‘Vaxi Vans’ About To Hit The Streets Of Auckland
The latest initiative in the drive to get all Aucklanders vaccinated drove off the lot in Māngere today with the launch of the city’s first COVID-19 vaccination vans.
Eleven ‘vaxi vans’ were picked up by Māori, Pacific and primary care providers this morning, with up to 44 campervans set to be operating across Tāmaki Makaurau in the coming weeks.
The vans will help the city’s health providers get to communities that may have had difficulties accessing vaccinations as the push continues to get Aucklanders fully vaccinated at a time when COVID cases continue to rise.
The vans will offer vaccinations as well as an opportunity for kōrero for people who may still have questions.
“The campervans are another great way to get to some of those harder to reach places on the edges of Tāmaki Makaurau and to those people who have not yet been able to get their vaccinations,” said NRHCC Vaccination Programme Director Matt Hannant.
“It is more crucial than ever that we keep providing new ways to get people vaccinated, particularly when we are continuing to see new COVID-19 cases across the city.
“These smaller, more agile vehicles will help our provider partners to get to many of our rural communities or places where people don’t have easy transport options. It will also provide them with the flexibility to move to new locations around the city a lot quicker.”
The ‘vaxi vans’ are standard-sized campervans that have been fully kitted out with the cold storage required for the COVID-19 vaccine, as well as chairs and other equipment needed to quickly set up vaccinations on roadsides.
The first 11 vans will be operated by Huakina Trust and Turuki Healthcare (both south Auckland Māori health partners), as well as South Seas Healthcare. One van is also being taken up to Wellsford for use by Coast to Coast Healthcare, which part of the Haora Trust. They intend to use the van to get to isolated rural communities in the area.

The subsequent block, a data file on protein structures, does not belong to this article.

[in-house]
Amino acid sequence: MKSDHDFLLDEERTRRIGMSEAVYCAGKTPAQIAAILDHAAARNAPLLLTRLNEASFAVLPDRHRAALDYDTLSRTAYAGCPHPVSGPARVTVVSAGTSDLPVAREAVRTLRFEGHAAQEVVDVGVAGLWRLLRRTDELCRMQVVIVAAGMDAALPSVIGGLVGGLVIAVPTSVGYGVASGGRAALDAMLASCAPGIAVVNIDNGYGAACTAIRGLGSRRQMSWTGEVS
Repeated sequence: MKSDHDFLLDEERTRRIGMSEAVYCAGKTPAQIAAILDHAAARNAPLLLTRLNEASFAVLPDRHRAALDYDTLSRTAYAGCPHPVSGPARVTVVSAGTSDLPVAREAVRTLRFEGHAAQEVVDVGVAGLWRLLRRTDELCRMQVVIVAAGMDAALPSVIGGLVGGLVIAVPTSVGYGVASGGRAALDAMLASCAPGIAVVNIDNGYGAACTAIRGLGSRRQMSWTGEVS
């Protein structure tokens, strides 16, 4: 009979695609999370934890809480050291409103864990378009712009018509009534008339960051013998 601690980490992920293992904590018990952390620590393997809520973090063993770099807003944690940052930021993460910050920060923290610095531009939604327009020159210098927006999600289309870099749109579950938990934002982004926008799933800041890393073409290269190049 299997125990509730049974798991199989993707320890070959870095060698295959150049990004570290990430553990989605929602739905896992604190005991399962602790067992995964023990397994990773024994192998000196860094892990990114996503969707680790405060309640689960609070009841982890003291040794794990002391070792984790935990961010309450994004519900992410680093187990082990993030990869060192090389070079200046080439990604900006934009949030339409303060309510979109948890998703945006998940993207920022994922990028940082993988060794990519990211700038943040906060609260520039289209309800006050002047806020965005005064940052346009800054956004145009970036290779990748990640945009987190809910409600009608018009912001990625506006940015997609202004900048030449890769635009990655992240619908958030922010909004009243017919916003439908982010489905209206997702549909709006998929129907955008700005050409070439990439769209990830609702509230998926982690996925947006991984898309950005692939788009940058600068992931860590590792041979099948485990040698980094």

Maria Clarke, Chair of Huakina Trust said: “The van enables us to alleviate stress for whanau and provides them and us with an agile and safe way to vaccinate them at their homes, schools or marae where they also feel more comfortable. We can take it to where our people are and we’re excited about the opportunities that brings.”
The different van designs were created by Bridgette Keil, Ngāti Tamaterā, from Koukou Creations. She said the Māori design on Huakina Trust’s Tuuwatawata bus and vans represents abundance and health, and serves as protection to the whānau and team along the vaccination pathway.
“It is a protector of our kaimahi as they travel our rohe enabling them to do the mahi in our communities,” said Bridgette.
The vans mark the start of a busy week for the NRHCC as the region’s vaccination coordination team prepares for Saturday’s National Day of Action.
On Saturday, all of the region’s vaccination centres, along with many GPs and pharmacies, will be staying open late to try to get as many people through the doors as possible.
Pop-up events will be held in a range of locations and the vaccination buses and campervans will also be out and about in local communities to provide opportunities for vaccinations closer to home.
Footage from this morning’s blessing and launch, together with b-roll is available at the following link: